Again, I ask the Minister to reconsider his approach to this problem of infectious disease and to abandon—at least for the present—the compulsory, or police, methods contemplated by the Bill. I ask him to consider a propagandist and educational drive, through the medium of the school, the college, the home, the cinema and the Press. If voluntary efforts on these lines fail, he can come back to the House, which will then, I am sure, give him the compulsory powers he seeks, on the ground that voluntary effort has failed to shock our people into an appreciation of the seriousness of their position. I believe that, as doctor and patient get on well together, the patient improves. I also believe that if public health services be brought into the same relationship, you will get better results.
Vast machinery, the cost of which has not been indicated by the Parliamentary Secretary, is to be set up. Is this machinery intended to interfere  with such voluntary services as are at present functioning? In my constituency, we have many nursing services. We have, for example, special medical and nursing services for our mine workers in the Castlecomer area. Is it intended that those services should continue on a voluntary basis, or will they be merged in these public health services? Is it intended that on the voluntary organisations compulsory public health services will be superimposed? Are our people to be medicinised and inspected to death? Where there is a voluntary organisation rendering satisfactory service, it would be better to leave individuals to be treated under that service than to bring them under the compulsory system. In the long run, the voluntary service produces the best results and a better relationship between officialdom and the public.
Mr. Donnellan: For the past two days I have listened with interest to the debate on this Bill. As the previous speaker said, we appear to be going around in circles. Many arguments have been adduced against the Bill. Some Deputies say that the great snag is that the Gárdaí will have to interfere. Others say that the snag will be in the cost of administration. The principal case put up was concerned with the rights of the citizen. I do not think that this Bill should be approached by any member of the House in a Party spirit. Certainly, I shall not approach it in that spirit. It is a Bill which is necessary, regardless of what any Party—even the Party to which I belong—may say. It is a Bill against which I would not vote, simply because I believe that something must be done. I do not give any credit to the Government who are bringing in this Bill. It is the duty of those who constitute the Government to bring in such a Bill, and, in my opinion, such a Bill was long overdue. As regards interference with the rights of the citizen, I have as much respect for the rights of the citizen as any man in this House, but, in some respects, as regards public health, it is necessary that the rights of some of our people should be interfered  with. The question has been asked: “How would you like if the Gárdaí were to come along and tell you to get your children examined?” I believe that that would be only right if it were necessary.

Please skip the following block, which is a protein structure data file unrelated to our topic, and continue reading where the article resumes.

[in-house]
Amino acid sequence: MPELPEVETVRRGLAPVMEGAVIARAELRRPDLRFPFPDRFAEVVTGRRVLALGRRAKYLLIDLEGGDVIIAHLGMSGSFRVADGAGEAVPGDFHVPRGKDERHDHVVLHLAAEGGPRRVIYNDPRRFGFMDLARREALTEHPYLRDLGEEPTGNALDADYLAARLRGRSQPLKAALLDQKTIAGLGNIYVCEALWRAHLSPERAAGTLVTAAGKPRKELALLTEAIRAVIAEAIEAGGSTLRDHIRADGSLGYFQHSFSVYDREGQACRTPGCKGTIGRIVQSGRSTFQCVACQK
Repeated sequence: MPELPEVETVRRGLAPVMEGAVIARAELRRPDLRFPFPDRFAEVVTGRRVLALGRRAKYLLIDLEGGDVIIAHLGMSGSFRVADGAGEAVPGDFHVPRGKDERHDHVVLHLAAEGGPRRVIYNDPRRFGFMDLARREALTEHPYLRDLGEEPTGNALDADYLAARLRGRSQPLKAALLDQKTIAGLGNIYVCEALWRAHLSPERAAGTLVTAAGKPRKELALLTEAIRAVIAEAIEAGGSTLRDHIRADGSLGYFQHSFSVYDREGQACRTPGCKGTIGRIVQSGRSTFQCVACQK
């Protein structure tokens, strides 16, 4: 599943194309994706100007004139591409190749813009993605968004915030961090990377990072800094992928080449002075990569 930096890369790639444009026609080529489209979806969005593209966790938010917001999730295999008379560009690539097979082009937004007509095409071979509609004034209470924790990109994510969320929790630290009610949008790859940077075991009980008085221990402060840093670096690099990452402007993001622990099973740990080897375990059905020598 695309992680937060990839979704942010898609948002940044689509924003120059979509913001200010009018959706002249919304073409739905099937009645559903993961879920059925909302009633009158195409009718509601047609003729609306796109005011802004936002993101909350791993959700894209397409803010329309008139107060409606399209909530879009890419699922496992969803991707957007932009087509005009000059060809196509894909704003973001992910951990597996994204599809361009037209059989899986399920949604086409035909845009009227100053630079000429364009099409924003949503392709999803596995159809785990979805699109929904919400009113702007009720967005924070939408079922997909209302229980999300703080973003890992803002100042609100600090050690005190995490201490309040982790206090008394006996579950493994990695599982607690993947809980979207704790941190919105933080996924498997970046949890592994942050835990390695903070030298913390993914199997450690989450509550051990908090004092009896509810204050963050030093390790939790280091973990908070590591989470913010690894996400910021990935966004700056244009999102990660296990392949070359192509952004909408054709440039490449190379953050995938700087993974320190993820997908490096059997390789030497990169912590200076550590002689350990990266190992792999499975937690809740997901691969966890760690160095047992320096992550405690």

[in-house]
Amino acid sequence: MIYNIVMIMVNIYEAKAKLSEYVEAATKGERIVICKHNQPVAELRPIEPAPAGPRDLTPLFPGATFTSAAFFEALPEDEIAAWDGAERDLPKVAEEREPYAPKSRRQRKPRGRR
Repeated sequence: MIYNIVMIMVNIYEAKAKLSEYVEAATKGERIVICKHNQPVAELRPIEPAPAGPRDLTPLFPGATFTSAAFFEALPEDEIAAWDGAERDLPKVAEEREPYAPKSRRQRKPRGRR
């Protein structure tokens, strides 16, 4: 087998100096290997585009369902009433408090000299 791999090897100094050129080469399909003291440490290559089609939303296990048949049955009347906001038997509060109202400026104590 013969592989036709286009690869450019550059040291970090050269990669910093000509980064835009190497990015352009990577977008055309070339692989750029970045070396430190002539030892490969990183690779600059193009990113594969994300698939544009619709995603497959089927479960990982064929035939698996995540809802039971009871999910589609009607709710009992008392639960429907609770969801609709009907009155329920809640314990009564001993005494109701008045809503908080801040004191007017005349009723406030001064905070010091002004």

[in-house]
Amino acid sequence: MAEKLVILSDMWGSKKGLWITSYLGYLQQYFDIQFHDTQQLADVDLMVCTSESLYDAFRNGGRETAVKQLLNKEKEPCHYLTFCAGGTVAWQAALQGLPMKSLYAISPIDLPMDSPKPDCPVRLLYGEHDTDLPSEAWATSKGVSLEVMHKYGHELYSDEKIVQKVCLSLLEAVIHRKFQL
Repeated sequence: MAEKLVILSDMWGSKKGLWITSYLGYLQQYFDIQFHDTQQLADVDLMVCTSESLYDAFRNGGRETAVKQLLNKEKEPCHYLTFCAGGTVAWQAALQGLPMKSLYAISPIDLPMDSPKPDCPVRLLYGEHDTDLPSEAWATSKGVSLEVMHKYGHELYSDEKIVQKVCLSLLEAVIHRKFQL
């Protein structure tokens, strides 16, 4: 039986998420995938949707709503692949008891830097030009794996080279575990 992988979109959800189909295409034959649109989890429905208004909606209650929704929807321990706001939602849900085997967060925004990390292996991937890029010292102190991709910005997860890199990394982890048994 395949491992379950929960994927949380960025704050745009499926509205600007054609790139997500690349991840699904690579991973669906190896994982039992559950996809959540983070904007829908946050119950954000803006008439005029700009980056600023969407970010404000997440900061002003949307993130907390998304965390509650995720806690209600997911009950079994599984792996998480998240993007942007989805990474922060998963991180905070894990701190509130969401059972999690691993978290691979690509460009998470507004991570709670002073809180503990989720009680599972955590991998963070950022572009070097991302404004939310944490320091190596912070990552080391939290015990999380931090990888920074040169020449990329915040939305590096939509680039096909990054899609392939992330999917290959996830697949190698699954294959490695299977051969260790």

I believe that, as regards the public health, we must not confine ourselves to the kid-glove method of dealing with it. If we do, we shall never succeed, because the section of the community with whose rights we are supposed to be interfering never did, and never will, submit to kid-glove methods. Why should there be such objection to the Bill? Deputies realise that, if this nation of ours is ever to come to anything, it must be built up from the health point of view. Why anybody should object to the cost of the Bill, I cannot understand. The cost of the scheme may be very heavy, but what greater value can we get for money than improvement in the health and strength of our people?
The last Deputy referred to voluntary effort. I do not believe that voluntary effort would ever get us a bit further than we are. The case is made that the Gárdaí should not be brought into the administration of the scheme. The very Deputies who say that the cost of the scheme will be extremely high say also that the Gárdaí should not interfere. If not, we must have some other force to administer this measure, which will involve additional cost. I agree that the Gárdaí have many duties, but they are servants of the State, and if some of their time can be devoted to this work, I do not see why they should not be told to do it.